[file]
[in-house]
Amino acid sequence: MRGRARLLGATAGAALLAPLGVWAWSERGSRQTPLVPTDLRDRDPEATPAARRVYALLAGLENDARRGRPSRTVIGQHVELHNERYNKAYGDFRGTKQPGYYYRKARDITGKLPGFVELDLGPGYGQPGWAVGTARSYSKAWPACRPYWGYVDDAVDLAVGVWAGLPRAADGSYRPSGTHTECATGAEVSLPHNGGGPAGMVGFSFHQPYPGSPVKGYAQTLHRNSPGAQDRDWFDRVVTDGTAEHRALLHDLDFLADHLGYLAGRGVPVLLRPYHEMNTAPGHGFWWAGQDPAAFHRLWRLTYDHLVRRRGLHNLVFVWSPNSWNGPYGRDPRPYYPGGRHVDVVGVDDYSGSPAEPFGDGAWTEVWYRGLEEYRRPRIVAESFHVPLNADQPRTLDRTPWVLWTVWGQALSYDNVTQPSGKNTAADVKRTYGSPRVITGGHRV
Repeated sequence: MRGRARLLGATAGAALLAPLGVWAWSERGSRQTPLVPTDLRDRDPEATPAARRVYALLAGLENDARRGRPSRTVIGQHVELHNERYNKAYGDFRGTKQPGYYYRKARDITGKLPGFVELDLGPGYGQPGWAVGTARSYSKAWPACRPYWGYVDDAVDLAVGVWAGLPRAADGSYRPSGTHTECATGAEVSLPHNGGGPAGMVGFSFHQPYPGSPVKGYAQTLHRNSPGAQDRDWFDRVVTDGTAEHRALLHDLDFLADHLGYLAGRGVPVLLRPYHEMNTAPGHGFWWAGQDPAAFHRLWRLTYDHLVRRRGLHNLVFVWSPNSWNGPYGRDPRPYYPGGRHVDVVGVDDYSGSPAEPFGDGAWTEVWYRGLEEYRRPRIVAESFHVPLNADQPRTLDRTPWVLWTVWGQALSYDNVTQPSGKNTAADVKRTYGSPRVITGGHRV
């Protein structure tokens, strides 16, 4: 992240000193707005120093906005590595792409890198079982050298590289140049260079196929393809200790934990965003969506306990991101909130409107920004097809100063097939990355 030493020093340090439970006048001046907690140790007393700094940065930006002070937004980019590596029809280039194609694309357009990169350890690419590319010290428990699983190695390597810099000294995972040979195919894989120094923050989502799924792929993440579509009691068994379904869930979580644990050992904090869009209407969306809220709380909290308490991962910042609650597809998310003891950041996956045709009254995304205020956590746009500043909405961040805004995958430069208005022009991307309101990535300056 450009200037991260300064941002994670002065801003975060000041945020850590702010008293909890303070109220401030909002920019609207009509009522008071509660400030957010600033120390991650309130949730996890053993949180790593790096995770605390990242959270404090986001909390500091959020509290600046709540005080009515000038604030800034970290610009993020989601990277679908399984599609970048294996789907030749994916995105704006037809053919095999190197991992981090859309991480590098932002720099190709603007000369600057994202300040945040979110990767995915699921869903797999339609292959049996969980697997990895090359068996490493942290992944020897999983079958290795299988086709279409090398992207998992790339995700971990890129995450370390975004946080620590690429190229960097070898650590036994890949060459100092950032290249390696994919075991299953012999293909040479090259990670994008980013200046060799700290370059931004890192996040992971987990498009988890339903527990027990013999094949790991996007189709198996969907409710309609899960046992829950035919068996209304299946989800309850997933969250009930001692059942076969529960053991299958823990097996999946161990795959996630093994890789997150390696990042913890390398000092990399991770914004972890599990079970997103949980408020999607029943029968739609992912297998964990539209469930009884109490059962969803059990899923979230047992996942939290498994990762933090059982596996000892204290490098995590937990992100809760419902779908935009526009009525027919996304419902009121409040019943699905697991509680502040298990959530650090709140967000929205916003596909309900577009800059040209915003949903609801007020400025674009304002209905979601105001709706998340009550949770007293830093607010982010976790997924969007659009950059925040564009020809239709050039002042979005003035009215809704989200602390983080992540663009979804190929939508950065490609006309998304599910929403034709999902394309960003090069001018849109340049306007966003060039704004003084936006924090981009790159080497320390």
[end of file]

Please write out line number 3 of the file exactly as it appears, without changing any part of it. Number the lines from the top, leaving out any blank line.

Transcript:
Repeated sequence: MRGRARLLGATAGAALLAPLGVWAWSERGSRQTPLVPTDLRDRDPEATPAARRVYALLAGLENDARRGRPSRTVIGQHVELHNERYNKAYGDFRGTKQPGYYYRKARDITGKLPGFVELDLGPGYGQPGWAVGTARSYSKAWPACRPYWGYVDDAVDLAVGVWAGLPRAADGSYRPSGTHTECATGAEVSLPHNGGGPAGMVGFSFHQPYPGSPVKGYAQTLHRNSPGAQDRDWFDRVVTDGTAEHRALLHDLDFLADHLGYLAGRGVPVLLRPYHEMNTAPGHGFWWAGQDPAAFHRLWRLTYDHLVRRRGLHNLVFVWSPNSWNGPYGRDPRPYYPGGRHVDVVGVDDYSGSPAEPFGDGAWTEVWYRGLEEYRRPRIVAESFHVPLNADQPRTLDRTPWVLWTVWGQALSYDNVTQPSGKNTAADVKRTYGSPRVITGGHRV